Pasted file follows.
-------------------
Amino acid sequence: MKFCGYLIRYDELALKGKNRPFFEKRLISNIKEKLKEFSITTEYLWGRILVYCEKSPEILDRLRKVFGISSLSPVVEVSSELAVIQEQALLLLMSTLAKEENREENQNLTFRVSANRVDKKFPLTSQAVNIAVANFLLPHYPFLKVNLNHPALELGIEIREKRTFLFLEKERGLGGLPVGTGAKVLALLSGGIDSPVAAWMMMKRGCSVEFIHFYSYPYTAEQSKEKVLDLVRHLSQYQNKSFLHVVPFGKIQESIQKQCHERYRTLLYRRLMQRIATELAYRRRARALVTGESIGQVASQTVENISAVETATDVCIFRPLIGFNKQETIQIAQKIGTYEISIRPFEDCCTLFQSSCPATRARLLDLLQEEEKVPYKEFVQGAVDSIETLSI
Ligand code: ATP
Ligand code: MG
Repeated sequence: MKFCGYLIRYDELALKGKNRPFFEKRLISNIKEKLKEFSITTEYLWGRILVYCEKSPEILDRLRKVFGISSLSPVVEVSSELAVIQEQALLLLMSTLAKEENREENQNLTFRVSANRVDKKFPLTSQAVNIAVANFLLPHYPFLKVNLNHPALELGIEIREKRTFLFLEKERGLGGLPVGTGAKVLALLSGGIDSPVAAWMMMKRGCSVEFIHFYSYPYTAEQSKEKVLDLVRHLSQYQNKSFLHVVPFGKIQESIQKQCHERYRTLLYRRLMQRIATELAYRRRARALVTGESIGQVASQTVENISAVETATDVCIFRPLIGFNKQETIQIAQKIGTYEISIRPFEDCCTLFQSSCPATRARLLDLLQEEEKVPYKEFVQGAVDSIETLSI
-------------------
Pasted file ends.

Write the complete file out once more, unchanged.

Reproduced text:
Amino acid sequence: MKFCGYLIRYDELALKGKNRPFFEKRLISNIKEKLKEFSITTEYLWGRILVYCEKSPEILDRLRKVFGISSLSPVVEVSSELAVIQEQALLLLMSTLAKEENREENQNLTFRVSANRVDKKFPLTSQAVNIAVANFLLPHYPFLKVNLNHPALELGIEIREKRTFLFLEKERGLGGLPVGTGAKVLALLSGGIDSPVAAWMMMKRGCSVEFIHFYSYPYTAEQSKEKVLDLVRHLSQYQNKSFLHVVPFGKIQESIQKQCHERYRTLLYRRLMQRIATELAYRRRARALVTGESIGQVASQTVENISAVETATDVCIFRPLIGFNKQETIQIAQKIGTYEISIRPFEDCCTLFQSSCPATRARLLDLLQEEEKVPYKEFVQGAVDSIETLSI
Ligand code: ATP
Ligand code: MG
Repeated sequence: MKFCGYLIRYDELALKGKNRPFFEKRLISNIKEKLKEFSITTEYLWGRILVYCEKSPEILDRLRKVFGISSLSPVVEVSSELAVIQEQALLLLMSTLAKEENREENQNLTFRVSANRVDKKFPLTSQAVNIAVANFLLPHYPFLKVNLNHPALELGIEIREKRTFLFLEKERGLGGLPVGTGAKVLALLSGGIDSPVAAWMMMKRGCSVEFIHFYSYPYTAEQSKEKVLDLVRHLSQYQNKSFLHVVPFGKIQESIQKQCHERYRTLLYRRLMQRIATELAYRRRARALVTGESIGQVASQTVENISAVETATDVCIFRPLIGFNKQETIQIAQKIGTYEISIRPFEDCCTLFQSSCPATRARLLDLLQEEEKVPYKEFVQGAVDSIETLSI